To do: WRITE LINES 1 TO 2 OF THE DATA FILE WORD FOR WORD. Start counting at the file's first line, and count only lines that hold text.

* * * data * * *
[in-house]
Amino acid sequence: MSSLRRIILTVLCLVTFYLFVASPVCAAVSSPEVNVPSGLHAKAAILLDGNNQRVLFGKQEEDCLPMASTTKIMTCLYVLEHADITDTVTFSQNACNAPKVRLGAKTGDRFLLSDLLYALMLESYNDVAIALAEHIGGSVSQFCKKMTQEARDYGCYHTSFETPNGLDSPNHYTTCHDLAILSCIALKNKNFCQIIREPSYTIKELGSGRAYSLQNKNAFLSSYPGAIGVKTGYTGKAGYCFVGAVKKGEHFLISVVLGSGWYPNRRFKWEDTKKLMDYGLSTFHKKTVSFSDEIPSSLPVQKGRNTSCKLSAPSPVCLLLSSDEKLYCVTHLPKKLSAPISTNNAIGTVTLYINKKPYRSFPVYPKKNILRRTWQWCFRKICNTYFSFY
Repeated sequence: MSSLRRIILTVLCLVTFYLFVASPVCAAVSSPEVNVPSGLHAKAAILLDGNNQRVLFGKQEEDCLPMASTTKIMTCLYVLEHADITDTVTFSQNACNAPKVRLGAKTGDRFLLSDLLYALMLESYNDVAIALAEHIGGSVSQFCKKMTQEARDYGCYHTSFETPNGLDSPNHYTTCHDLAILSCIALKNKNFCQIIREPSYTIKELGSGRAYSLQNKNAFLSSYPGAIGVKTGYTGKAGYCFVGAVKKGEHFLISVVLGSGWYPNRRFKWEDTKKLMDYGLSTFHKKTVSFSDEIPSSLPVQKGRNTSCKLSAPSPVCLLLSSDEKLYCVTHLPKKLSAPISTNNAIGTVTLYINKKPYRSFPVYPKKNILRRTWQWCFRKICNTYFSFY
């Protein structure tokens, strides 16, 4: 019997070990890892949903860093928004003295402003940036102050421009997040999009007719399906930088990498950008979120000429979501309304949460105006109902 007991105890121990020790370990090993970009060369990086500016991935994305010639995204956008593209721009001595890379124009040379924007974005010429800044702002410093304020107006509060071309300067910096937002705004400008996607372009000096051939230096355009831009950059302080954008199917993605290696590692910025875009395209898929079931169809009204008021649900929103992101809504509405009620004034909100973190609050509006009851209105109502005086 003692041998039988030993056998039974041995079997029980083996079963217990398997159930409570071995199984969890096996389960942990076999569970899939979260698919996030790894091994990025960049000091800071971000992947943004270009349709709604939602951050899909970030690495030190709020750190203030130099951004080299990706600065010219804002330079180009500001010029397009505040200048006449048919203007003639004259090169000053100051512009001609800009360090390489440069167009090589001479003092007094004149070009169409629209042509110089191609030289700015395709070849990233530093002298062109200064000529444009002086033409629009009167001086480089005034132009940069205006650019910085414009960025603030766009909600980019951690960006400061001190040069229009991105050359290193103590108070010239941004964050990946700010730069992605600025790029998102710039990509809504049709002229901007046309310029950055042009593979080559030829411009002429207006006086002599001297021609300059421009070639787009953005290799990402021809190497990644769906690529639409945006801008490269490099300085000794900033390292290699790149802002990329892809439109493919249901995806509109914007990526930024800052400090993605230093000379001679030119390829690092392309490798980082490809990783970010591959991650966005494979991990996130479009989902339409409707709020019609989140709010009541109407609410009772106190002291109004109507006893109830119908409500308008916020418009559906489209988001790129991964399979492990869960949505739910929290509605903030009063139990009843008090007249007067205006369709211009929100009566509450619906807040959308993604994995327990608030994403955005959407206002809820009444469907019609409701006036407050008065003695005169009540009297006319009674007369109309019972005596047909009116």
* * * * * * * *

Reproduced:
[in-house]
Amino acid sequence: MSSLRRIILTVLCLVTFYLFVASPVCAAVSSPEVNVPSGLHAKAAILLDGNNQRVLFGKQEEDCLPMASTTKIMTCLYVLEHADITDTVTFSQNACNAPKVRLGAKTGDRFLLSDLLYALMLESYNDVAIALAEHIGGSVSQFCKKMTQEARDYGCYHTSFETPNGLDSPNHYTTCHDLAILSCIALKNKNFCQIIREPSYTIKELGSGRAYSLQNKNAFLSSYPGAIGVKTGYTGKAGYCFVGAVKKGEHFLISVVLGSGWYPNRRFKWEDTKKLMDYGLSTFHKKTVSFSDEIPSSLPVQKGRNTSCKLSAPSPVCLLLSSDEKLYCVTHLPKKLSAPISTNNAIGTVTLYINKKPYRSFPVYPKKNILRRTWQWCFRKICNTYFSFY